But the intrigue is rare, if not entirely nonexistent in the modern, traditional convention today. The nominating rules of both major political parties rarely result in a “brokered” convention (a nicer way of saying the end result of horse-trading), because the Presidential nominee has entered the convention with a clear majority every single time since 1980 and many times before then. So perhaps the old style convention is dead, not just because of Covid, but because it was boring TV and in the end just a long, poorly produced advertisement for the candidate of each party.
Today’s virtual convention is also an advertisement for the candidate of choice, but it is more than that. The Democratic Digital Convention is also good TV. The live speeches were well produced, perfectly delivered, and you could hear them without the roar of a raucous crowd not paying attention to the speaker.
Many conventions have presented produced video stories of 5-10 minutes to push their candidate, often used in order to introduce the candidates or their spouses. But to me something more authentic, a bit more “from the home and the heart” came across in the digitally streamed speeches (practiced untold times no doubt) from various meaningful locales, like Dr. Jill Biden delivering a speech from one of her old classrooms from her days as a teacher in Delaware. It may not have made you cry, but it felt more real to me than the crowded, awkward hand-holding and waving of candidates and their wives from the podium of a large, noisy convention hall.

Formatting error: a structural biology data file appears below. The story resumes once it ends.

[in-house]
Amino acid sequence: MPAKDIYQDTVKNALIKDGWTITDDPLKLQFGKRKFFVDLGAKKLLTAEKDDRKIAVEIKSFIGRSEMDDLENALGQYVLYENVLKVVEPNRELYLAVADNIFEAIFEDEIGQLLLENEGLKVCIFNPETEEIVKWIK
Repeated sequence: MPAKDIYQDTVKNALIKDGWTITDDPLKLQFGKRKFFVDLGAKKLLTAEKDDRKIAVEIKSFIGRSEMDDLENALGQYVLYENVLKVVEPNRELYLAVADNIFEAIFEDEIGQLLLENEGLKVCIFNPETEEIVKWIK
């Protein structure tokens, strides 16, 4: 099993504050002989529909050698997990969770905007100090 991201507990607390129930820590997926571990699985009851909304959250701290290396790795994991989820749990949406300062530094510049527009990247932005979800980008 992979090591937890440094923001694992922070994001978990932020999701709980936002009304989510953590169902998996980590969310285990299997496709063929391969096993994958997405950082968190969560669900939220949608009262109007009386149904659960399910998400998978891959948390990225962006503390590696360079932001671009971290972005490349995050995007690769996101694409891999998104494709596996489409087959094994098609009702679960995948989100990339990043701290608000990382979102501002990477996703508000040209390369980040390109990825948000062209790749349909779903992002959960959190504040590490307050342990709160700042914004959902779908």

I also thought the many “zoomed-in” appearances of regular people (not the delegates who are often political hacks, junkies and activists who I doubt the average American feels much in common with) were fun and brought home the national nature of a political nominating convention, perhaps more so than seeing all the States’ placards in a central convention hall. Here, in this digital convention, we had hundreds of Americans waving and applauding, almost as if they were sitting next to me, or at least in the apartment down the hall. I wrote about this “bring in the people” production technique when it was used in the NFL Digital Draft back in April. In both cases it made these “reality TV shows” more real.
For almost 90 years political conventions have heralded their nominees’ acceptance speeches with a huge ballon drop (when they work) showering everyone with red, white and blue balloons. The balloon drop started in 1932and I am sure for many old-timers it won’t be the same when the emoji style balloons of every color, shape and size come floating across the viewers’ TV, phone or computer screens. But for many others it will make us feel right at home – just like we were on Facebook or TikTok.
The national political conventions this year are social media styled, reality TV shows brought to you by Covid. Coming August 24 we can see how the Republicans produce their digital, virtual convention and we will see what kind of digital drama will be presented by the leaders of the Republican party and the incumbent President of the United States. It could be very interesting. Both the party and their nominee know a little bit about TV (again read sarcasm).
The leaders of these campaigns know that this year the TV production is going to be different and they both want to nail a great show. “We are producing a digital convention, and people are watching,” T.J. Ducklo of USA Today, tweeted.